If you have the time and inclination, I would wholly recommend visiting friends in the other studios to see their cool hopper ideas. I’ve seen hoppers that look implausible, but hop higher than I could ever expect.  It’s usually a good idea to explore the ideas around you, especially here where we’ve got some very imaginative folks. There is, for example, a hopper whose hopping mechanism is triggered when you roll it. There’s a hopper whose bio inspiration was a squid, so It’s got 4 “legs” (There wasn’t enough build material for six).

Wondering what else happens on hopper night? No worries, I’ve got you covered.

[Note, though, that this an individual’s experience. Yours might be different and/or better. Which will it be? Come be an Oliner and find out!]

8:30pm – Hoppe, an upperclassmen, came into studio 3 and said “Hey kids, you should have managed your time better, but come outside right now if you want some caffeine.” Room population dropped from 20 to 4 within a minute. They slowly trickled back in, looking more awake than when they left and with gummy bears and Oreos in their hands.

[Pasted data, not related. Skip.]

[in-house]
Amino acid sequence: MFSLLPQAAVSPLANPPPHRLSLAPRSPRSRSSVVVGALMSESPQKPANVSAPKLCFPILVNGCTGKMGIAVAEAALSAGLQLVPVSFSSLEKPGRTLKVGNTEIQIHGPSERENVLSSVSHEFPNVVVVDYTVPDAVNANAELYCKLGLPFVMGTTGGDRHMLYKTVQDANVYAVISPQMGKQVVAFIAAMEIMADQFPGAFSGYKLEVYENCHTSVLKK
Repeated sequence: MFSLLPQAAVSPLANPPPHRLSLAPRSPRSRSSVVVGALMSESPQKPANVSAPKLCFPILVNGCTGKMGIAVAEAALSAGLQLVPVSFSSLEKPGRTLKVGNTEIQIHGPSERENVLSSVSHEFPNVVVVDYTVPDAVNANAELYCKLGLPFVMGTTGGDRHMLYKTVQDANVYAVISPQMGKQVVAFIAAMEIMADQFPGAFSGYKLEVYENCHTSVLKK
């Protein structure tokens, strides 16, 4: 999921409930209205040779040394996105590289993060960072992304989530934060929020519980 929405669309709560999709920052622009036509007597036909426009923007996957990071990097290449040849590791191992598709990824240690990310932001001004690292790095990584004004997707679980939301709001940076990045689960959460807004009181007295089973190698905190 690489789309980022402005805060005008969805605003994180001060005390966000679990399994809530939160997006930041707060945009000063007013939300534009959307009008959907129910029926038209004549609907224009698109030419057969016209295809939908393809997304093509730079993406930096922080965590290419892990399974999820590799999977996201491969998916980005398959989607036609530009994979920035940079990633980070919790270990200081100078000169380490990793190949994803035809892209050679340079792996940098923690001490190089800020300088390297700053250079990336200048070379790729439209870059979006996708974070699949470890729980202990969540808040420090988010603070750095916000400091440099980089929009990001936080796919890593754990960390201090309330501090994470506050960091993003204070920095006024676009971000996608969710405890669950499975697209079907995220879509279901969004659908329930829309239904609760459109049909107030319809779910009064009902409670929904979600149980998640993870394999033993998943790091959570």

8:40pm – Nina, sophomore, and Anil, sophomore, walk in with some warm, homemade cookies. They’re very nice and let us get more than one. Those two made it a good day.

9:15pm – I left the room for a few minutes and came back to a room populated equally by studio inhabitants and visitors/upperclassmen. Hopper Night: where nearly the whole freshman class is in the studio finishing their hoppers while upperclassmen come by to make a hopper in a few hours. I’m amazed these people haven’t gotten tired of the music I’m playing. Every now and then there’s a song that a couple of them know and I hear them sing along to it. “Ow, ****!” a student says, his hopper having just triggered in his hands. “Every time!”

11:11pm – Absent for an hour. 25 people. Queen’s Bohemian Rhapsody is playing much louder than expected. For some reason, that song has a special place in the hearts of Oliners. Dunno why. Someone else has taken up the mantle of DJ, so a different type of music is playing. Much more bass. Only about a handful or two of people are still working on their hopper. Everyone else is just sort of hanging out. The room next to us is playing party music quite loudly. I could hear it from the elevator. In other news, the room no longer feels humid.

11:54pm – Lights in the halls are turning off. We’ve started a rubber band war with someone a few tables away. People are starting to leave. Studio population has dropped to 10.